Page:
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Lawskills.com Georgia Caselaw
BELVIN v. THE STATE.
A96A0519.
BLACKBURN, Judge.
Sexual assault by probation officer. Clayton Superior Court. Before Judge Ison.
Scott Lee Belvin appeals his conviction asserting that the trial court erred in denying his general demurrer to his indictment. Both counts of the indictment alleged that Belvin, "while a Surveillance Officer working for the Clayton County Probation Office" did engage in sexual contact with a woman who "was a probationer (over whom) the accused had supervisory and disciplinary authority"
In his demurrer Belvin contends the indictment failed to allege a recognized offense because surveillance officers are not within any of the classes of persons that OCGA 16-6-5.1 prohibits from having sexual contact with someone on probation. After the trial court denied the demurrer, Belvin pled guilty to one count of the indictment and was sentenced to serve two years on probation.
Belvin's guilty plea did not constitute a waiver of the defense raised in his demurrer. "A plea of guilty is a conviction of the highest order and waives all defenses other than that the indictment charges no crime." (Citation and punctuation omitted; emphasis in original and supplied.) Williams v. State, 174 Ga. App. 506, 507 (330 SE2d 435) (1985); King v. State, 103 Ga. App. 272, 274-275 (119 SE2d 77) (1961).
OCGA 16-6-5.1 (b) provides in pertinent part: "A probation or parole officer. . . commits sexual assault when he engages in sexual contact with another person who is a probationer or parolee under the supervision of said probation or parole officer."
The critical issue on appeal is whether the wording of the indictment alleging that Belvin was a "Surveillance Officer working for the Clayton County Probation Office" who had "supervisory and disciplinary authority" over the probationer is sufficient to allege that Belvin was a "probation officer" within the meaning of OCGA 16-6-5.1. We hold that it is.
"It is an elementary rule of statutory construction that, absent clear evidence to the contrary, words should be assigned their ordinary, logical, and common meaning." (Citations and punctuation omitted.) State v. Luster, 204 Ga. App. 156, 157 (419 SE2d 32) (1992). The ordinary, logical, and common meaning of the term "probation officer" would include a "Surveillance Officer working for the Clayton County Probation Office" who had "supervisory and disciplinary authority" over a probationer as the indictment in the instant case alleges.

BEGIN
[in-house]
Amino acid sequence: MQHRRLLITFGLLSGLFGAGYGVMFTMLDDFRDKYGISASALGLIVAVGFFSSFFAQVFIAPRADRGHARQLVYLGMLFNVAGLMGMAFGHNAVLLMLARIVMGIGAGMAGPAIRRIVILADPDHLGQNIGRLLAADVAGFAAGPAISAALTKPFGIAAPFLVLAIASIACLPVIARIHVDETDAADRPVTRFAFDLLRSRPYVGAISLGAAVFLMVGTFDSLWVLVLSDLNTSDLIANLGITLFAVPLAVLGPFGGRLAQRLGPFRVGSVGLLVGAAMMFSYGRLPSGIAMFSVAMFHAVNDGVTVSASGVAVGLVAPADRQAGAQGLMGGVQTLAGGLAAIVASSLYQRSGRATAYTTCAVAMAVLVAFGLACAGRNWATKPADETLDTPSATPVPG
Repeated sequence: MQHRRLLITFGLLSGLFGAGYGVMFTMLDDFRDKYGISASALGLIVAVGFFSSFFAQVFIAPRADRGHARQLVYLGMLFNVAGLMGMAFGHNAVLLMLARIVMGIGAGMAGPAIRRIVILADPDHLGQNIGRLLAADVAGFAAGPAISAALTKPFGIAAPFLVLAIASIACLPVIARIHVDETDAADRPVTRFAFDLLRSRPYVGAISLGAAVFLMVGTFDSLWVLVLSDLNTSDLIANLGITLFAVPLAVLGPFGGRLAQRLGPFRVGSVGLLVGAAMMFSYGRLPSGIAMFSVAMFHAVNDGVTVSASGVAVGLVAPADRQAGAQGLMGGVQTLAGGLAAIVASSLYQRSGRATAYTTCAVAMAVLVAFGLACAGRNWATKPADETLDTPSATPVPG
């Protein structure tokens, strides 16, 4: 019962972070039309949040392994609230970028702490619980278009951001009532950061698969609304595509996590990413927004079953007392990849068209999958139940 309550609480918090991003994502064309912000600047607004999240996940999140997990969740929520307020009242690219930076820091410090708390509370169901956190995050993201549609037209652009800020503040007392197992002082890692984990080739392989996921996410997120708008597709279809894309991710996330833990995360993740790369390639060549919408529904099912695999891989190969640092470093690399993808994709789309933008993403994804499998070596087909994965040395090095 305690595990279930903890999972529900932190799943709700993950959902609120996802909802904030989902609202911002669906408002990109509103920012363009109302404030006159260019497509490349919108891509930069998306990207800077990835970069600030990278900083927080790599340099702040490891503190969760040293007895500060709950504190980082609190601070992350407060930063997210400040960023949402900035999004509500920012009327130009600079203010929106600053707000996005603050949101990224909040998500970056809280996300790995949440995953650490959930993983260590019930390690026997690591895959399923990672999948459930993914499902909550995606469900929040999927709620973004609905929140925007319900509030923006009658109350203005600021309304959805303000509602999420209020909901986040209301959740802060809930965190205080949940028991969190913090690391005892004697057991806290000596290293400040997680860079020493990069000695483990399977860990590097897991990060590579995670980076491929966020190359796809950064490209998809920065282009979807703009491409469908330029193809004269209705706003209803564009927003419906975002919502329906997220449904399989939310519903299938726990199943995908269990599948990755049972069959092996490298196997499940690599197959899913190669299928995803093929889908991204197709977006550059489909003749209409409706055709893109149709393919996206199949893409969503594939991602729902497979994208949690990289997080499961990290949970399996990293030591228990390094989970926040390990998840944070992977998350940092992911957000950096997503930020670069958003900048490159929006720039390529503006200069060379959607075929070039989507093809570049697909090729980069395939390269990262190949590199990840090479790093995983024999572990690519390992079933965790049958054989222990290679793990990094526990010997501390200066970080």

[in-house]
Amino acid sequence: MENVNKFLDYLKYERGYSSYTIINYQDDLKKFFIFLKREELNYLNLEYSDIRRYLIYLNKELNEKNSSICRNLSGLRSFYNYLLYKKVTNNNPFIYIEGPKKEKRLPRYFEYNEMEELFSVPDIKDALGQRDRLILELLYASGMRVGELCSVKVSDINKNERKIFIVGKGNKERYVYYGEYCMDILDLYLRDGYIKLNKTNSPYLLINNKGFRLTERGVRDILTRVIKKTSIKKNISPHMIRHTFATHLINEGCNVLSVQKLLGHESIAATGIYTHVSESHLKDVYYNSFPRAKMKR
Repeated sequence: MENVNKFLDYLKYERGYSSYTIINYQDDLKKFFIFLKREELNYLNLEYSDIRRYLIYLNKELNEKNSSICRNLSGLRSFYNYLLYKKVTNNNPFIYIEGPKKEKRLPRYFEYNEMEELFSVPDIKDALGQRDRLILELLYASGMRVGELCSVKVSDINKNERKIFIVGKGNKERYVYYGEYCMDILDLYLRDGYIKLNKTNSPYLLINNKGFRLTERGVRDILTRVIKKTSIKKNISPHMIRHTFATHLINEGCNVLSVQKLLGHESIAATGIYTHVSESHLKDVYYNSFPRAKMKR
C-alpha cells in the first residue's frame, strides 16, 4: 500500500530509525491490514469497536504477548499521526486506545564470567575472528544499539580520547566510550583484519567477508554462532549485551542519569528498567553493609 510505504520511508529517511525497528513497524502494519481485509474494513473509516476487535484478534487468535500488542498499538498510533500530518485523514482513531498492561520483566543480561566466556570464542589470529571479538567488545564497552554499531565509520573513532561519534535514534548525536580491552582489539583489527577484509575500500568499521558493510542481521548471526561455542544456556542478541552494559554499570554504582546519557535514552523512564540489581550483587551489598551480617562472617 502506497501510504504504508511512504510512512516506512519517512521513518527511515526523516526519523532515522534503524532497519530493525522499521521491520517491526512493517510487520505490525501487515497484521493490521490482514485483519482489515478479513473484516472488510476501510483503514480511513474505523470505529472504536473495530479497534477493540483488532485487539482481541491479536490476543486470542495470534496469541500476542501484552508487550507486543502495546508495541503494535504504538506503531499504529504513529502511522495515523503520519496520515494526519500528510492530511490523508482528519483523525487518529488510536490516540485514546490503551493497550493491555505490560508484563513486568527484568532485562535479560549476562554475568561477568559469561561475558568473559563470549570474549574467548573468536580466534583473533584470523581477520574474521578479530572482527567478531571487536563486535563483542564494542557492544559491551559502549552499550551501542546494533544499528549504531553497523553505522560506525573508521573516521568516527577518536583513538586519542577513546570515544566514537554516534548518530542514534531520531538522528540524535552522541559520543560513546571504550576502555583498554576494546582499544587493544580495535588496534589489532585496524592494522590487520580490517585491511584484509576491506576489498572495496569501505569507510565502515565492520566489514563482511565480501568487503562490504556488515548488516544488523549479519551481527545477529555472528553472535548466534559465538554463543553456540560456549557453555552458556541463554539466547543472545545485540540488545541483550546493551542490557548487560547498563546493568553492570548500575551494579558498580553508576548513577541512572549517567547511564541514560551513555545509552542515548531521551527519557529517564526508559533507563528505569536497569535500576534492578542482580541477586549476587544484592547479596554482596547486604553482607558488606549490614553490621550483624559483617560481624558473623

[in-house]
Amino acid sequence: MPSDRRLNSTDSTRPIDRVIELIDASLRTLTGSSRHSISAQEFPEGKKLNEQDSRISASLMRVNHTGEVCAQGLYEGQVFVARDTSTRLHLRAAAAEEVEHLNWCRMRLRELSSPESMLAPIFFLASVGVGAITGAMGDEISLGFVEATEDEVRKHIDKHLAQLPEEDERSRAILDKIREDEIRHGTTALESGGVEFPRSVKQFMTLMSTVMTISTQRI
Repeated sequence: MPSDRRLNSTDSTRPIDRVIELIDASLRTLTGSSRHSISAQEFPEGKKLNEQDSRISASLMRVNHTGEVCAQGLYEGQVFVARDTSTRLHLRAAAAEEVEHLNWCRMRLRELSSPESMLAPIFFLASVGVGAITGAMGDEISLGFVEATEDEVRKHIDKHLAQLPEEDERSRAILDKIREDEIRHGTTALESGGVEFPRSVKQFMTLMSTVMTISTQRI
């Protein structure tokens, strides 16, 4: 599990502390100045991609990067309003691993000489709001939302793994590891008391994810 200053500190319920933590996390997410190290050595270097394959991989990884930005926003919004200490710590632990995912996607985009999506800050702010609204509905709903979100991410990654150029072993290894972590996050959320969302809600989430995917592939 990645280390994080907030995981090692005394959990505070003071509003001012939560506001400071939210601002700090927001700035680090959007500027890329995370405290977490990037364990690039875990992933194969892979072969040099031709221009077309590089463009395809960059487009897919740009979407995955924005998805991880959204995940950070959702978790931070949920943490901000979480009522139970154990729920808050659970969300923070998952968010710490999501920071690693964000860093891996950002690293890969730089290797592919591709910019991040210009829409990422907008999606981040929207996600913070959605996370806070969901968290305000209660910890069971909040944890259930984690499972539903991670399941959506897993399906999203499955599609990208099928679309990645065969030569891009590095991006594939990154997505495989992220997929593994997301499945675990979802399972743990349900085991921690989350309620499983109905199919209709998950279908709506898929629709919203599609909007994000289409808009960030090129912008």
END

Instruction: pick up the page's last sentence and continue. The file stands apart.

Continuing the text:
Webster's Third New International Dictionary defines "probation officer" as "an officer appointed to keep under supervision and to report on a convicted offender who is free on probation." Clearly a surveillance officer employed by the probation office and given the power to supervise and discipline probationers is a "probation officer" under this definition, as well as the common meaning of the term.
Although under Wood v. State, 219 Ga. 509, 513 (134 SE2d 8) (1963), courts must generally refrain from expanding the scope of penal statutes by implication, we believe that holding that the indictment in the instant case sufficiently alleges that Belvin was a probation officer is not a judicial expansion of the term "probation officer" beyond its ordinary, logical, and common meaning.
Robert E. Keller, District Attorney, Todd E. Naugle, Assistant District Attorney, for appellee.
Crumbley & Chafin, Wade M. Crumbley, for appellant.
DECIDED APRIL 4, 1996 -- CERT. APPLIED FOR.
Thursday May 21 05:22 EDT


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